“Forgotten Toxic Waste Dump on the Columbia: The Bradford Island Story” is next in the Sense of Place series on Wednesday, Nov. 20 at Columbia Center for the Arts. Doors open at 6 p.m.
Speaking will be Lauren Goldberg, Columbia Riverkeeper, Rebeccah Winnier, Northwest Fish Hogs and Yakama Nation Tribal Member, and Laura Klasner Shir, Yakama Nation fisheries program.
Tickets are $10 and can be purchased online at www.eventbrite.com/e/sense-of-place-forgotten-toxic-waste-dump-on-the-columbia-tickets-80403351589.
The panel will describe the history of Bradford Island’s past, planned cleanup actions, current fish advisories in the area, and what the future may hold if proposed budget cuts for this cleanup are approved, said a press release.
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Oregon, Washington and Yakama Nation ask EPA for Superfund listing on Columbia
The states of Oregon and Washington joined the Yakama Nation in asking the U.S. Environmental Protection Agency (EPA) to list the Bradford Island cleanup site on the nation’s “National Priorities List,” commonly known as the Superfund list, said a press release.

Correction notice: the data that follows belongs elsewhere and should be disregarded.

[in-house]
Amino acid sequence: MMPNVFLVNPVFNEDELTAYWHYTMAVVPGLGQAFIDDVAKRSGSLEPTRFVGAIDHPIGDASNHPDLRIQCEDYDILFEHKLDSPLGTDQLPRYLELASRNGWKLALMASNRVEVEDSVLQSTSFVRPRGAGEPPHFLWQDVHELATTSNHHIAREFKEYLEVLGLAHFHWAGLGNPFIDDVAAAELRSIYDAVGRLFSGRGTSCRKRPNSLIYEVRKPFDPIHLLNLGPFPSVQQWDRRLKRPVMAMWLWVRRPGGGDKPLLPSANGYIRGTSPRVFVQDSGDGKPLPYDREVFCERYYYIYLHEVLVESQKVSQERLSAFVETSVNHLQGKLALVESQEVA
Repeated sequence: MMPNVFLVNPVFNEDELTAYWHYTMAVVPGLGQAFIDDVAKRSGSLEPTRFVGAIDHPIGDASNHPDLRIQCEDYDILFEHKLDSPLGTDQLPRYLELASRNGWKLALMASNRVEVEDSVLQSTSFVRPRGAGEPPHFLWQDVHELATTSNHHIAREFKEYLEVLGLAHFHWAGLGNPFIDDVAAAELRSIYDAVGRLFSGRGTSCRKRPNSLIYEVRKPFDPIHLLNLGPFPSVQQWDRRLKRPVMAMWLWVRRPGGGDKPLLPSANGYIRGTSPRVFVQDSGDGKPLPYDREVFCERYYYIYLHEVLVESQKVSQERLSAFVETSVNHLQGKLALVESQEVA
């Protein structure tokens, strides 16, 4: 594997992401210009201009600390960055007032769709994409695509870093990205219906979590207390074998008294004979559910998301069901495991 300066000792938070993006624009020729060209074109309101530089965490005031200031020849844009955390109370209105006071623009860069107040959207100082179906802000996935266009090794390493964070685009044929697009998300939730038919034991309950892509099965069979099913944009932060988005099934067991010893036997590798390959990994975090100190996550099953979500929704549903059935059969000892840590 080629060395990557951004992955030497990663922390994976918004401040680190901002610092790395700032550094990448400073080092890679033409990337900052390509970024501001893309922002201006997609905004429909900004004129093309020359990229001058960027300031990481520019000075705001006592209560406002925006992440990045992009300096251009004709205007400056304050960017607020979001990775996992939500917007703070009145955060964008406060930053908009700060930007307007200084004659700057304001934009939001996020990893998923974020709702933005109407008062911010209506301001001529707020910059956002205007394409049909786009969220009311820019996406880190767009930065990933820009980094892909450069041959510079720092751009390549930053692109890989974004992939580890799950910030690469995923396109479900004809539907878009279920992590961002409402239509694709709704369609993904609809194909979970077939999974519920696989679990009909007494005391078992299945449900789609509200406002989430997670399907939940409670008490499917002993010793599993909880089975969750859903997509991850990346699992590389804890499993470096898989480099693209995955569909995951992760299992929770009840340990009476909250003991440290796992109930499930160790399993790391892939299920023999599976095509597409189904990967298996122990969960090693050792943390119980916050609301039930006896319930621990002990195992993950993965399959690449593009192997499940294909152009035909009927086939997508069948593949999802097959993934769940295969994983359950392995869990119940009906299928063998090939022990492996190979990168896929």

The states and tribe’s action comes on the heels of a recent decision by the Trump administration to slash funding for Bradford cleanup, located within a popular fishing area less than an hour from Portland.
“A delay in the cleanup of the Bradford Island site is unacceptable. Current site conditions pose a serious threat to human health and the environment requiring an expedited cleanup,” said Rose Longoria, Yakama Nation Fisheries Superfund section manager.
For over 40 years, the U.S. government dumped toxic pollution in and along the Columbia’s shores at Bradford Island, located near Bonneville Dam. The area is a historical tribal fishing area. Today, tribal people and diverse communities use the area for subsistence and recreational fishing despite advisories warning not to eat resident fish. In fact, resident fish caught near the island contain the highest levels of cancer-causing PCBs in the Northwest. The Oregon Health Authority and Washington Department of Health issued fish advisories warning people not to eat resident fish, such as bass and sturgeon, caught near Bradford Island.
“The U.S. government is responsible for dumping toxic pollution in one of the most popular fishing areas in Mid-Columbia. We strongly support a new approach that protects people that feed their families locally-caught fish,” said Lauren Goldberg, legal and program director for nonprofit Columbia Riverkeeper.
If EPA approves a Superfund listing, the decision would proceed through a rulemaking process in 2020, which will include an opportunity for public comment, and an ultimate listing decision by EPA in 2021.
In a letter sent to Oregon and Washington earlier this month, nine public health and environmental groups urged the states to seek Superfund status for Bradford Island based on years of stalled and ineffective cleanup efforts by the federal government.